Excuse me, but look at her…she’s gorgeous! Why can’t we imagine that he took her to the prom because he thinks she cute? And dare I say it…why is is hard to imagine that a typical teen might have a romantic interest in a teen with special needs? I loved the episode of Glee that featured Becky, the cheerleader with Down syndrome, and her typical boyfriend because when some of Becky’s friends questioned his motives for wanting to date her, he indignantly told them that (paraphrase) he liked her, plain and simple.

down syndrome prom date

What I see in these pictures is a beautiful young woman and a handsome young man who are about to have a great night. They look happy to be together and maybe a little anxious to dispense with the photo shoot and get on with the party. They look like they are proud to be chosen by each other for this special event.

When we make his choice to take her to the prom evidence of his extraordinary heroism, we diminish her. And we diminish all girls every time we tell them, in subtle and overt ways, that they are not complete unless they have a boyfriend, or unless their boyfriend gives them a corsage more elaborate than the other girls, or unless they get the most elaborate “promposal” of the year.

Hey, I’ve got a great idea! Let’s all agree to stop diminishing all girls – special needs or not…in any way…starting right now…Got it? Thanks!

So, he’s not a hero. But he is a handsome young fella who asked a beautiful gal to the prom. They are young people who have sustained a meaningful relationship since elementary school and who, I imagine, will continue to sustain their relationship for many years to come. And I bet that at their prom, they created memories they will both treasure for the rest of their lives.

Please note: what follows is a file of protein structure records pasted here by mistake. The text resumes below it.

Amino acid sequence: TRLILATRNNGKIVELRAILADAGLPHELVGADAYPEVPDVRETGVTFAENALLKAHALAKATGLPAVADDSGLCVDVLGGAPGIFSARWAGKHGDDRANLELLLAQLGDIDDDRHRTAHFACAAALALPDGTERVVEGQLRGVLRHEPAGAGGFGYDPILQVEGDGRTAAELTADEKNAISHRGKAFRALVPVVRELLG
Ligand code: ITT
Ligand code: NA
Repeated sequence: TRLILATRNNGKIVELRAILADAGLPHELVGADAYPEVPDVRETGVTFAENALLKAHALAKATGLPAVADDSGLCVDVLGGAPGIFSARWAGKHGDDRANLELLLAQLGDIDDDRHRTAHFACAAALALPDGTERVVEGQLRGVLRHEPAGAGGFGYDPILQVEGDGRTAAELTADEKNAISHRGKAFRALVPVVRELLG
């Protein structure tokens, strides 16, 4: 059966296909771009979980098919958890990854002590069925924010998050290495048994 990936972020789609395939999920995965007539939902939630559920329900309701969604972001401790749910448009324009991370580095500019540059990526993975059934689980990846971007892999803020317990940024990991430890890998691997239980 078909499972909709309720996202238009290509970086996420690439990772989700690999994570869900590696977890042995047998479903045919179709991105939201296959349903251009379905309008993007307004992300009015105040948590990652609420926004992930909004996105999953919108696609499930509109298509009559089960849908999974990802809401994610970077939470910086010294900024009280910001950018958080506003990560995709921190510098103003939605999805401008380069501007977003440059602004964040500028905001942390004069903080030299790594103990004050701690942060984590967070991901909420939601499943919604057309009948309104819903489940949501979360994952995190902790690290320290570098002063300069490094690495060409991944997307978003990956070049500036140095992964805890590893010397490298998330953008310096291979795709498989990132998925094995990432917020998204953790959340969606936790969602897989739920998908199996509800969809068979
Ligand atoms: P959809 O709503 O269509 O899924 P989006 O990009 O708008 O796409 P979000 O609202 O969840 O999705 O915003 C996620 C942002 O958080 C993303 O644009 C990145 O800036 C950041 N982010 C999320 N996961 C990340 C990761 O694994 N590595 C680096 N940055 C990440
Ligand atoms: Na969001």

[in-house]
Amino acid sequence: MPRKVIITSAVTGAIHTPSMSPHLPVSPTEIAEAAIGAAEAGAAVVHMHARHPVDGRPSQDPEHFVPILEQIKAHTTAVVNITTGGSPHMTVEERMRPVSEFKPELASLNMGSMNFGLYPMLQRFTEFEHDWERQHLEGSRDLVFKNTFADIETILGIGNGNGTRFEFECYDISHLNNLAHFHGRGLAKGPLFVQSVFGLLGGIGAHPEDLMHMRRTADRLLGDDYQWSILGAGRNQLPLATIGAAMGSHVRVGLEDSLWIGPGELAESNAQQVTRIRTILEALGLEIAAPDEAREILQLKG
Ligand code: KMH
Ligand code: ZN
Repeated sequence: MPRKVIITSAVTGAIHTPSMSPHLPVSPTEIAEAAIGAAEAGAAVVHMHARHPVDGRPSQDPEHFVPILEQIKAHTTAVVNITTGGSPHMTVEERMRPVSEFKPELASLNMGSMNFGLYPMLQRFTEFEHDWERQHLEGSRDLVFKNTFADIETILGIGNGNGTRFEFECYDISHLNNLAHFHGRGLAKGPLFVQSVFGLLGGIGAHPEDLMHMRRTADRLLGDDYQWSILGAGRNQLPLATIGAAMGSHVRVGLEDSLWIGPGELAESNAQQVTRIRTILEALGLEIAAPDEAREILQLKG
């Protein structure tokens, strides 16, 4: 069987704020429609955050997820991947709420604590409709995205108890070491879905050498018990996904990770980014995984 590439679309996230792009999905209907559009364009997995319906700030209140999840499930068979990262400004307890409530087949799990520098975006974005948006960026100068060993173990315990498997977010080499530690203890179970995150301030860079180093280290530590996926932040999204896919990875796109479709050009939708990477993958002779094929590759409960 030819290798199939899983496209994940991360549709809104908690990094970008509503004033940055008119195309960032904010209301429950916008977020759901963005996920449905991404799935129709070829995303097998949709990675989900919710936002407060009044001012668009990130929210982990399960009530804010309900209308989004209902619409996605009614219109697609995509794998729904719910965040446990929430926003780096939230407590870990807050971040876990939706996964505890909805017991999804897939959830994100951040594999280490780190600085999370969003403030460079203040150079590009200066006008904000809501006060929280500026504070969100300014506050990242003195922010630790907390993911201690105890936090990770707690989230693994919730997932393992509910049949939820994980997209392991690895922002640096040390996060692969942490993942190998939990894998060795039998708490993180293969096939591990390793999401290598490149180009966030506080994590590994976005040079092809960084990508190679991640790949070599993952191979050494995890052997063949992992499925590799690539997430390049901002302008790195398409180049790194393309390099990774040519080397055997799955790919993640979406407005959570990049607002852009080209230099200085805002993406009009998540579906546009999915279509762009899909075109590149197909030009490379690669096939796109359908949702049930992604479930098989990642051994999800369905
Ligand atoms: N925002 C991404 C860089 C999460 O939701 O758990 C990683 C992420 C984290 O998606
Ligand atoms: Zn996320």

And on a personal note, these two get my vote for the most adorable prom couple of the year!

Anna and Nathan, Prom 2015

Anna and Nathan, Prom 2015

 

Mastectomy, Pathology Results And A Rhetorical Question

So it’s been one week since my preventative double mastectomy with immediate reconstruction because I have the BRCA gene mutation and it hasn’t been that bad. If having my intestines resected multiple times through a 13″ incision straight down the middle of my abdomen was a 10 on the pain scale, I’d rate this about an 8. Lifting my arms to brush my hair is impossible and so is reaching for the coffee cups in the kitchen cabinets in the morning. But its getting easier with every passing hour and I’m reminded again of the amazing resilience of our bodies to heal and mend. I stayed in the hospital two nights, got home late Thursday afternoon and have been taking it slow since then.

The plastic surgeons at UAB were quite pleased with themselves and they should be. The nipple-sparing technique they employed was successful, the surgery lasted less than six hours, the implants went in with no problem and each time they removed the bandaging in the hospital, they oohed and ahhed about their work. “Textbook” is how they kept referring to my chest and “This is the outcome we wish we could achieve for every woman,” they said. Clearly, they know something I don’t know because right now when I look at my chest, I can’t imagine that these will ever look like natural breasts. They have assured me that it will take a few months for things to settle into place and that they can make tweaks and adjustments without any additional surgery.